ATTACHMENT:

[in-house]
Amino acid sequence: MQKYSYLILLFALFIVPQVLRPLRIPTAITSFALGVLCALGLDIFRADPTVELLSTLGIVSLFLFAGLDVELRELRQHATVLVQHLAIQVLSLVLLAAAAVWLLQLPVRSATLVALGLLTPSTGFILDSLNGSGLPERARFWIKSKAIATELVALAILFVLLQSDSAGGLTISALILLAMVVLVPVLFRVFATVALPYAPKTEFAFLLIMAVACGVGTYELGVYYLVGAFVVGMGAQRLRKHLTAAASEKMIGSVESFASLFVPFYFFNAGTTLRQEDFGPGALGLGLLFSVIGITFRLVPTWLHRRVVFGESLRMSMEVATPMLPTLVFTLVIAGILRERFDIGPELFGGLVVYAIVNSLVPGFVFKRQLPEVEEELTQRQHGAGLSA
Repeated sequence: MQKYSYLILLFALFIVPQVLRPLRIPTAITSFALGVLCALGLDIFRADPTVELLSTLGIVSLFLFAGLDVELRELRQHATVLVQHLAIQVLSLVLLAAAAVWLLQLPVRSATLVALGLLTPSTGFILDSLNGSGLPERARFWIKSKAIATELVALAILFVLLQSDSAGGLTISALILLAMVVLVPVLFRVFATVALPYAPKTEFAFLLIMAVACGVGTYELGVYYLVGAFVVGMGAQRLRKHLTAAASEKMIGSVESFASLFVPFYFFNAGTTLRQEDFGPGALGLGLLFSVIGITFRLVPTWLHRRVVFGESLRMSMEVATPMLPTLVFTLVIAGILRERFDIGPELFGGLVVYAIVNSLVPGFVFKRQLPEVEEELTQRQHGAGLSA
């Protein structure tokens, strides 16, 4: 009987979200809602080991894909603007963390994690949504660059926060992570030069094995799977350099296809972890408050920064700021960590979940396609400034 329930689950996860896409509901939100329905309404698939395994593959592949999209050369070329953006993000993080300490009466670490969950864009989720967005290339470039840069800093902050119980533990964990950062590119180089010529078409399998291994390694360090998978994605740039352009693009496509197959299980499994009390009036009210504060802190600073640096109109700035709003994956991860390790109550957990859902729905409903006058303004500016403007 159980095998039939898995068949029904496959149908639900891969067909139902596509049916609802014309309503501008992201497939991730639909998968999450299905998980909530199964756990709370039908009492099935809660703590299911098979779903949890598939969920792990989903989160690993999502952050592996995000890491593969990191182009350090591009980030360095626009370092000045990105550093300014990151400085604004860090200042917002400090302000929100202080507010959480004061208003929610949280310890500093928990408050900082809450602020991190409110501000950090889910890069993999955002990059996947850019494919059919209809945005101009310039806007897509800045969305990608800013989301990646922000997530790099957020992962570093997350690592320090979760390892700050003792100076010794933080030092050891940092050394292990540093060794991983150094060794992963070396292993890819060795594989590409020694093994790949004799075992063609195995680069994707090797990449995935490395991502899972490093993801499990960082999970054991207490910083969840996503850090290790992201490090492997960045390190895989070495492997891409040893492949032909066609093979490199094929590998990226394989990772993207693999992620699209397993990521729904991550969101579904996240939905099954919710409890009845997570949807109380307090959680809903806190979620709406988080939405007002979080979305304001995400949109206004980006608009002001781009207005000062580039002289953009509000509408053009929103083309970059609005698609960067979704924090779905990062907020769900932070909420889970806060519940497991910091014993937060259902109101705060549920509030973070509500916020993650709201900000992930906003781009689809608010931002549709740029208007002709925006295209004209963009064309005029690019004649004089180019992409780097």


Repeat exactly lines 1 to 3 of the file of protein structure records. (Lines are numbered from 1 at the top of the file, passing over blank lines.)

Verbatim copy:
[in-house]
Amino acid sequence: MQKYSYLILLFALFIVPQVLRPLRIPTAITSFALGVLCALGLDIFRADPTVELLSTLGIVSLFLFAGLDVELRELRQHATVLVQHLAIQVLSLVLLAAAAVWLLQLPVRSATLVALGLLTPSTGFILDSLNGSGLPERARFWIKSKAIATELVALAILFVLLQSDSAGGLTISALILLAMVVLVPVLFRVFATVALPYAPKTEFAFLLIMAVACGVGTYELGVYYLVGAFVVGMGAQRLRKHLTAAASEKMIGSVESFASLFVPFYFFNAGTTLRQEDFGPGALGLGLLFSVIGITFRLVPTWLHRRVVFGESLRMSMEVATPMLPTLVFTLVIAGILRERFDIGPELFGGLVVYAIVNSLVPGFVFKRQLPEVEEELTQRQHGAGLSA
Repeated sequence: MQKYSYLILLFALFIVPQVLRPLRIPTAITSFALGVLCALGLDIFRADPTVELLSTLGIVSLFLFAGLDVELRELRQHATVLVQHLAIQVLSLVLLAAAAVWLLQLPVRSATLVALGLLTPSTGFILDSLNGSGLPERARFWIKSKAIATELVALAILFVLLQSDSAGGLTISALILLAMVVLVPVLFRVFATVALPYAPKTEFAFLLIMAVACGVGTYELGVYYLVGAFVVGMGAQRLRKHLTAAASEKMIGSVESFASLFVPFYFFNAGTTLRQEDFGPGALGLGLLFSVIGITFRLVPTWLHRRVVFGESLRMSMEVATPMLPTLVFTLVIAGILRERFDIGPELFGGLVVYAIVNSLVPGFVFKRQLPEVEEELTQRQHGAGLSA